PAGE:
This edition tells the story of the illuminating life of Lewis Latimer, whose work in science was an achievement and his personal life ‘a work of art’.
Latimer did not start with many advantages in life. His father and mother were runaway slaves from the US South, who had escaped to the free North under the decks of a ship. However, upon arrival in Boston, his father George had been recognised and, with a bounty out from his ‘owners’, was arrested and detained, pending trial as a fugitive. George was lucky to have made it to Boston, as he was defended in court by the Boston abolitionists who, in the face of his imminent return south, ‘bought’ him for $400 from his previous ‘owner’ and set him free – although without any papers to prove it.
This act at least enabled his son Lewis Latimer to be born free in Massachusetts in September 1848. Lewis excelled at school and had ambitions way beyond what his parents could imagine. However, in 1857, following the Dred Scott case, where the Supreme Court ruled that a slave could not sue for his freedom, his father disappeared, perhaps afraid that, without papers, the same thing might happen to him. That left Latimer’s mother struggling to bring up four children in poverty.
Yet change was coming. With the outbreak of the Civil War, Latimer joined the Union Navy, while still only 15, and this provided him with a springboard to a better life. Returning to Boston with an excellent Navy record but no qualifications beyond his patriotic Unionism, he found a job as an office boy in a patent law firm, where he taught himself technical drawing. Having noticed his precocious skills, the partners promoted him to draughtsman and later head draughtsman, on six times his original salary, enough to enable him to marry Mary Wilson in November 1873.
His work on drafting patents inspired Latimer to begin inventing for himself. His first successful patent for an improved train toilet might have greatly enhanced the comfort of those travelling west had he had the money to commercialise it. However, as a young black draughtsman, this was not readily forthcoming, even in Boston.
Two years later, Latimer received the break he needed. In 1876 he was contacted by a local teacher who was racing to finish his patent application on a new communication device and needed a highly skilled draughtsman. The man was Alexander Graham Bell, and the device was the telephone. Thanks to Latimer’s late-night work, his application was registered just hours before a competing system.
Now in demand and with famous friends, Latimer moved with his family to Bridgeport, Connecticut to work for industrialist Hiram Maxim at his US Electrical Lighting Company. At the time, the race to produce a viable incandescent light bulb was heating up. Maxim’s main competitor, Edison, had produced a workable bulb but its lifespan was only a matter of hours. Maxim asked Latimer to work on improving the filament, which was typically a carbonised piece of paper or thread. Latimer responded by inventing a cardboard sheath to encase and protect the thin carbon filament.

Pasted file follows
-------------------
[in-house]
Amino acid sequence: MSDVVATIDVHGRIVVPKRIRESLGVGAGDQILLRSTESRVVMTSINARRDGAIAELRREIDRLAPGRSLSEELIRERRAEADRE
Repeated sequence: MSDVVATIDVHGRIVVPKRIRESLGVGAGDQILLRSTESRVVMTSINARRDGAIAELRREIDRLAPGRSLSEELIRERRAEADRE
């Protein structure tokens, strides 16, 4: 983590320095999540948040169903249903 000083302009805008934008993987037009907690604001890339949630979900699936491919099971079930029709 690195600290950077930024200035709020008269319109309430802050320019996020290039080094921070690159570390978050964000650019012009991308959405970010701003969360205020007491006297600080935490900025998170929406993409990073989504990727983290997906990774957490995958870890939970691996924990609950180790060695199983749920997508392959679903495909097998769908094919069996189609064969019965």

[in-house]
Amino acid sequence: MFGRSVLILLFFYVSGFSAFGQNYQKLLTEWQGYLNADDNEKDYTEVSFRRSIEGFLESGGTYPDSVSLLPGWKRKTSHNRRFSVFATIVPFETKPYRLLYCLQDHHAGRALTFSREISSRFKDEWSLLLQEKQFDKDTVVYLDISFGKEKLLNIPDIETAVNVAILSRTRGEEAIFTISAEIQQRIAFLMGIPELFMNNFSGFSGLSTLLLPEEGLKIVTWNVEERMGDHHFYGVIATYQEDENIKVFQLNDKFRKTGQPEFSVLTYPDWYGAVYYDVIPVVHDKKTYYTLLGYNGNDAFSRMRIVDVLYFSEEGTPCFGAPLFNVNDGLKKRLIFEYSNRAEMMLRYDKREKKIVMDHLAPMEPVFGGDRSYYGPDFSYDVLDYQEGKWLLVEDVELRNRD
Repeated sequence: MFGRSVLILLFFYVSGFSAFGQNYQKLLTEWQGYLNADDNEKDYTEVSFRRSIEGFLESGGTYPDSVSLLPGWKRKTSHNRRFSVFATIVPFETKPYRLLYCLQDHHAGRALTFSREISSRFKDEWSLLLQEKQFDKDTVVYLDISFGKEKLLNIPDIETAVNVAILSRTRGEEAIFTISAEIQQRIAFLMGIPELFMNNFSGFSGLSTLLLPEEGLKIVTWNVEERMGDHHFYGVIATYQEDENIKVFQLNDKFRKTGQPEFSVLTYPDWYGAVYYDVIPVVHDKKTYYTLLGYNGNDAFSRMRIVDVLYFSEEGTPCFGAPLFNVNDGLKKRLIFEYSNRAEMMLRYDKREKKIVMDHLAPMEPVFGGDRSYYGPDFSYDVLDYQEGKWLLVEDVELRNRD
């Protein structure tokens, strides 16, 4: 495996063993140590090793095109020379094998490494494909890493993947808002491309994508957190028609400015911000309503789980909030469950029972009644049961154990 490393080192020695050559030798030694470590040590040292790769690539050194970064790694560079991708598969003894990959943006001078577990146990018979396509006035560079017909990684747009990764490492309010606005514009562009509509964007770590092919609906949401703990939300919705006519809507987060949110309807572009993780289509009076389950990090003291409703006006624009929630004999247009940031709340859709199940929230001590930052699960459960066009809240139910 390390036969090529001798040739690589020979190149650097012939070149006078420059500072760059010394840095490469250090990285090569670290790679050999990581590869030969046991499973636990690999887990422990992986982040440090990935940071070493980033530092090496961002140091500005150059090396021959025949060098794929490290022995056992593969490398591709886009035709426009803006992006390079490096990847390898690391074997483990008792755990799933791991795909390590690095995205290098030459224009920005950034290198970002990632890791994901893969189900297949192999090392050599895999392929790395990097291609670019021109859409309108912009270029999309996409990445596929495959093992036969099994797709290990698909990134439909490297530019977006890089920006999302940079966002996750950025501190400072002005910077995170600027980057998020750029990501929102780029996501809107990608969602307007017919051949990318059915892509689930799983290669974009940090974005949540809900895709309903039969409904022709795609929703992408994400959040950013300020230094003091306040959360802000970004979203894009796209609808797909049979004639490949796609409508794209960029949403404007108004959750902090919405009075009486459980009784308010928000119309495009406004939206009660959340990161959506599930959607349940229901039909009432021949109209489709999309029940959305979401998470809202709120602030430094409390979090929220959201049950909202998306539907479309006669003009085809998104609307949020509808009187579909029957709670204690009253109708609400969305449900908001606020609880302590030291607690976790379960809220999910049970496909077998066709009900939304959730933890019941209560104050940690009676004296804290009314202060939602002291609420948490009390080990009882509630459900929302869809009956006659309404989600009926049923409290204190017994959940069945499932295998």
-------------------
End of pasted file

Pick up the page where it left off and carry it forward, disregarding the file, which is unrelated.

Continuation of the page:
With electrical street lighting now becoming a practical possibility, Maxim sent Latimer to supervise installation of the first electrical plants in New York, Philadelphia and Montreal (where he learnt French), as well as to London to oversee the building of a lamp factory.
Latimer also continued to evolve the light bulb, patenting a new support for arc lights, an improvement to manufacturing filaments, and a new way to attach the carbonised filament, as well as numerous general procedures to improve ovens that baked the filaments, preparation of inert gases for the bulbs, glassblowing equipment and a new screw socket and switch.
Not surprisingly, the work brought Latimer to the attention of Edison himself, who – seeing his brilliant eye for patents and his knowledge of electrical lighting – employed him to defend his patents and search out infringements, often appearing as a witness in court. Latimer also found time to write a complete revision to the electrical lighting handbook of the day, encouraged by his new employer. He was the only black member of the exclusive group of ‘Edison Pioneers’ who worked with Edison in the early years.
An end to Latimer’s inventing only came with failing eyesight in 1922, when he retired to write poetry, paint and play the flute. He died in 1928, having achieved the American dream from the hardest of backgrounds.